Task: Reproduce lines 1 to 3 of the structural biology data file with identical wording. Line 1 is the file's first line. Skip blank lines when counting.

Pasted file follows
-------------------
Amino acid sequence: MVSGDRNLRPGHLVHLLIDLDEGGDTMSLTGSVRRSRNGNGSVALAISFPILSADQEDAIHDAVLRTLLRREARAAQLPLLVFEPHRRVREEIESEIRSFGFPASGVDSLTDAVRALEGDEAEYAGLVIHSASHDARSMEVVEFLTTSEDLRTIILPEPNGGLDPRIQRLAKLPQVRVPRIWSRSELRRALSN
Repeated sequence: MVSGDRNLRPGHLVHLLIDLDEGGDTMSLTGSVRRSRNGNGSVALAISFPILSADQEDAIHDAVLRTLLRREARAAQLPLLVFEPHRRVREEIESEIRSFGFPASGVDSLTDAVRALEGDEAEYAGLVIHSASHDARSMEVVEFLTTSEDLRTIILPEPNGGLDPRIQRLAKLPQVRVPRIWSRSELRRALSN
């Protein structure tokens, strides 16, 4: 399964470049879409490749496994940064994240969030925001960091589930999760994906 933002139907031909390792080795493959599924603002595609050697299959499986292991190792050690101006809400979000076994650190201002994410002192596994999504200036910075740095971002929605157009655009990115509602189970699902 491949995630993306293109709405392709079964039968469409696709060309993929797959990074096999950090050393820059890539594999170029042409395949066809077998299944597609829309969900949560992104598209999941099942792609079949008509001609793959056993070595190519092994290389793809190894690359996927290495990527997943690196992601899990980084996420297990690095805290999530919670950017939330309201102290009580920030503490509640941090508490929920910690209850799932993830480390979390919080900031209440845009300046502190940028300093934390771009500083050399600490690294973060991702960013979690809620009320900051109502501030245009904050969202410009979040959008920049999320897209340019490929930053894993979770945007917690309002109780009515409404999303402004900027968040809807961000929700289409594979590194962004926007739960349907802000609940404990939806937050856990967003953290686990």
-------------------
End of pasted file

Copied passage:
Amino acid sequence: MVSGDRNLRPGHLVHLLIDLDEGGDTMSLTGSVRRSRNGNGSVALAISFPILSADQEDAIHDAVLRTLLRREARAAQLPLLVFEPHRRVREEIESEIRSFGFPASGVDSLTDAVRALEGDEAEYAGLVIHSASHDARSMEVVEFLTTSEDLRTIILPEPNGGLDPRIQRLAKLPQVRVPRIWSRSELRRALSN
Repeated sequence: MVSGDRNLRPGHLVHLLIDLDEGGDTMSLTGSVRRSRNGNGSVALAISFPILSADQEDAIHDAVLRTLLRREARAAQLPLLVFEPHRRVREEIESEIRSFGFPASGVDSLTDAVRALEGDEAEYAGLVIHSASHDARSMEVVEFLTTSEDLRTIILPEPNGGLDPRIQRLAKLPQVRVPRIWSRSELRRALSN
């Protein structure tokens, strides 16, 4: 399964470049879409490749496994940064994240969030925001960091589930999760994906 933002139907031909390792080795493959599924603002595609050697299959499986292991190792050690101006809400979000076994650190201002994410002192596994999504200036910075740095971002929605157009655009990115509602189970699902 491949995630993306293109709405392709079964039968469409696709060309993929797959990074096999950090050393820059890539594999170029042409395949066809077998299944597609829309969900949560992104598209999941099942792609079949008509001609793959056993070595190519092994290389793809190894690359996927290495990527997943690196992601899990980084996420297990690095805290999530919670950017939330309201102290009580920030503490509640941090508490929920910690209850799932993830480390979390919080900031209440845009300046502190940028300093934390771009500083050399600490690294973060991702960013979690809620009320900051109502501030245009904050969202410009979040959008920049999320897209340019490929930053894993979770945007917690309002109780009515409404999303402004900027968040809807961000929700289409594979590194962004926007739960349907802000609940404990939806937050856990967003953290686990």